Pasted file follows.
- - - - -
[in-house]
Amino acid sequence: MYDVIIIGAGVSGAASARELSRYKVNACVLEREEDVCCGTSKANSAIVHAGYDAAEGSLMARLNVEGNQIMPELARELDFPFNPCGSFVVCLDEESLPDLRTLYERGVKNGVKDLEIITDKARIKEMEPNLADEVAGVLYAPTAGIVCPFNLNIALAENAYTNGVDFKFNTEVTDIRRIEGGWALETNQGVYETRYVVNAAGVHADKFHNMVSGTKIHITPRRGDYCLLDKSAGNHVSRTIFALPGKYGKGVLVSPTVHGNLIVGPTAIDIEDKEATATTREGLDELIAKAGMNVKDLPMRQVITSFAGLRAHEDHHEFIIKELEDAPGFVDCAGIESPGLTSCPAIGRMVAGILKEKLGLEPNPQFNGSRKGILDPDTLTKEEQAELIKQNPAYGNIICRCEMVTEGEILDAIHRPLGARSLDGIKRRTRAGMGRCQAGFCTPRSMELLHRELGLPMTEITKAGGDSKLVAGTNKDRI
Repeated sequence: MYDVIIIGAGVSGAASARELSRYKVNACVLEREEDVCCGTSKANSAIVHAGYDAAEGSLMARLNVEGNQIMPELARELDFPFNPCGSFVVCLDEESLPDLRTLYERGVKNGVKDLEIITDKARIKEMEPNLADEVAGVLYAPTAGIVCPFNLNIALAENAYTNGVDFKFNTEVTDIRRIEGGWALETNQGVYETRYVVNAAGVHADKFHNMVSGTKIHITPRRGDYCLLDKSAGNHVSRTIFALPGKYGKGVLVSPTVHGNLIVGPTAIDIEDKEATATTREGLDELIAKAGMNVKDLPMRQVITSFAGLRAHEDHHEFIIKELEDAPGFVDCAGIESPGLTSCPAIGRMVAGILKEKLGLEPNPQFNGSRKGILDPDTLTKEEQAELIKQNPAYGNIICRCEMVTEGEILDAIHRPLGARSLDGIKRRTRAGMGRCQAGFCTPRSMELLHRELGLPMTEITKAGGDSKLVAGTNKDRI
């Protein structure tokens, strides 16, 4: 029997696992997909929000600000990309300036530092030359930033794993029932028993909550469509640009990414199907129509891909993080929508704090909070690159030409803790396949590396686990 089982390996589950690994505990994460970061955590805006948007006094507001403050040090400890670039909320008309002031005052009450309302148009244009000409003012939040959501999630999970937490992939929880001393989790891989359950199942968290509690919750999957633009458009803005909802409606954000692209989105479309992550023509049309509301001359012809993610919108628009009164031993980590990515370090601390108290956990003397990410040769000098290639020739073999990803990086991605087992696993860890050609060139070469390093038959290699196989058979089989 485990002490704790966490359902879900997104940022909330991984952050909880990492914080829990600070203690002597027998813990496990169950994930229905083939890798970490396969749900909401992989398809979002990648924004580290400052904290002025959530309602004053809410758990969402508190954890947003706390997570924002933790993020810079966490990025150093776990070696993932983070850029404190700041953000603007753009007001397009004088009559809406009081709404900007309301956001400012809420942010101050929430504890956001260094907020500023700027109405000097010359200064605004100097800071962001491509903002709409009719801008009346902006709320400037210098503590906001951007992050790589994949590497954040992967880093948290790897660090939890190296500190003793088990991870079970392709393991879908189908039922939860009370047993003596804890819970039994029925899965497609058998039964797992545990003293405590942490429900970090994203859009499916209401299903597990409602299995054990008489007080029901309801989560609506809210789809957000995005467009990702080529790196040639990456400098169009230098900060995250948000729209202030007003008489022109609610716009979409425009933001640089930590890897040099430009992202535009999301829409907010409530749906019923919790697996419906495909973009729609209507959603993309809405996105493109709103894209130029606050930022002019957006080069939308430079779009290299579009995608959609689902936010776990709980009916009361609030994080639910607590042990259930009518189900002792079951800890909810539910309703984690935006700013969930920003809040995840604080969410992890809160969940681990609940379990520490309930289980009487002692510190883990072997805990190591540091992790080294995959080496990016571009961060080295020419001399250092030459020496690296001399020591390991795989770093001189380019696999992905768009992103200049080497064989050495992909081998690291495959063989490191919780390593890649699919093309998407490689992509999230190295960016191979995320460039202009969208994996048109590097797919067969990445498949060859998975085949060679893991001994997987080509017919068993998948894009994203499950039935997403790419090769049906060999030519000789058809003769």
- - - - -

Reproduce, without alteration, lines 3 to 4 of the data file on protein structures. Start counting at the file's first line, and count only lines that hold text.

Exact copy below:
Repeated sequence: MYDVIIIGAGVSGAASARELSRYKVNACVLEREEDVCCGTSKANSAIVHAGYDAAEGSLMARLNVEGNQIMPELARELDFPFNPCGSFVVCLDEESLPDLRTLYERGVKNGVKDLEIITDKARIKEMEPNLADEVAGVLYAPTAGIVCPFNLNIALAENAYTNGVDFKFNTEVTDIRRIEGGWALETNQGVYETRYVVNAAGVHADKFHNMVSGTKIHITPRRGDYCLLDKSAGNHVSRTIFALPGKYGKGVLVSPTVHGNLIVGPTAIDIEDKEATATTREGLDELIAKAGMNVKDLPMRQVITSFAGLRAHEDHHEFIIKELEDAPGFVDCAGIESPGLTSCPAIGRMVAGILKEKLGLEPNPQFNGSRKGILDPDTLTKEEQAELIKQNPAYGNIICRCEMVTEGEILDAIHRPLGARSLDGIKRRTRAGMGRCQAGFCTPRSMELLHRELGLPMTEITKAGGDSKLVAGTNKDRI
């Protein structure tokens, strides 16, 4: 029997696992997909929000600000990309300036530092030359930033794993029932028993909550469509640009990414199907129509891909993080929508704090909070690159030409803790396949590396686990 089982390996589950690994505990994460970061955590805006948007006094507001403050040090400890670039909320008309002031005052009450309302148009244009000409003012939040959501999630999970937490992939929880001393989790891989359950199942968290509690919750999957633009458009803005909802409606954000692209989105479309992550023509049309509301001359012809993610919108628009009164031993980590990515370090601390108290956990003397990410040769000098290639020739073999990803990086991605087992696993860890050609060139070469390093038959290699196989058979089989 485990002490704790966490359902879900997104940022909330991984952050909880990492914080829990600070203690002597027998813990496990169950994930229905083939890798970490396969749900909401992989398809979002990648924004580290400052904290002025959530309602004053809410758990969402508190954890947003706390997570924002933790993020810079966490990025150093776990070696993932983070850029404190700041953000603007753009007001397009004088009559809406009081709404900007309301956001400012809420942010101050929430504890956001260094907020500023700027109405000097010359200064605004100097800071962001491509903002709409009719801008009346902006709320400037210098503590906001951007992050790589994949590497954040992967880093948290790897660090939890190296500190003793088990991870079970392709393991879908189908039922939860009370047993003596804890819970039994029925899965497609058998039964797992545990003293405590942490429900970090994203859009499916209401299903597990409602299995054990008489007080029901309801989560609506809210789809957000995005467009990702080529790196040639990456400098169009230098900060995250948000729209202030007003008489022109609610716009979409425009933001640089930590890897040099430009992202535009999301829409907010409530749906019923919790697996419906495909973009729609209507959603993309809405996105493109709103894209130029606050930022002019957006080069939308430079779009290299579009995608959609689902936010776990709980009916009361609030994080639910607590042990259930009518189900002792079951800890909810539910309703984690935006700013969930920003809040995840604080969410992890809160969940681990609940379990520490309930289980009487002692510190883990072997805990190591540091992790080294995959080496990016571009961060080295020419001399250092030459020496690296001399020591390991795989770093001189380019696999992905768009992103200049080497064989050495992909081998690291495959063989490191919780390593890649699919093309998407490689992509999230190295960016191979995320460039202009969208994996048109590097797919067969990445498949060859998975085949060679893991001994997987080509017919068993998948894009994203499950039935997403790419090769049906060999030519000789058809003769």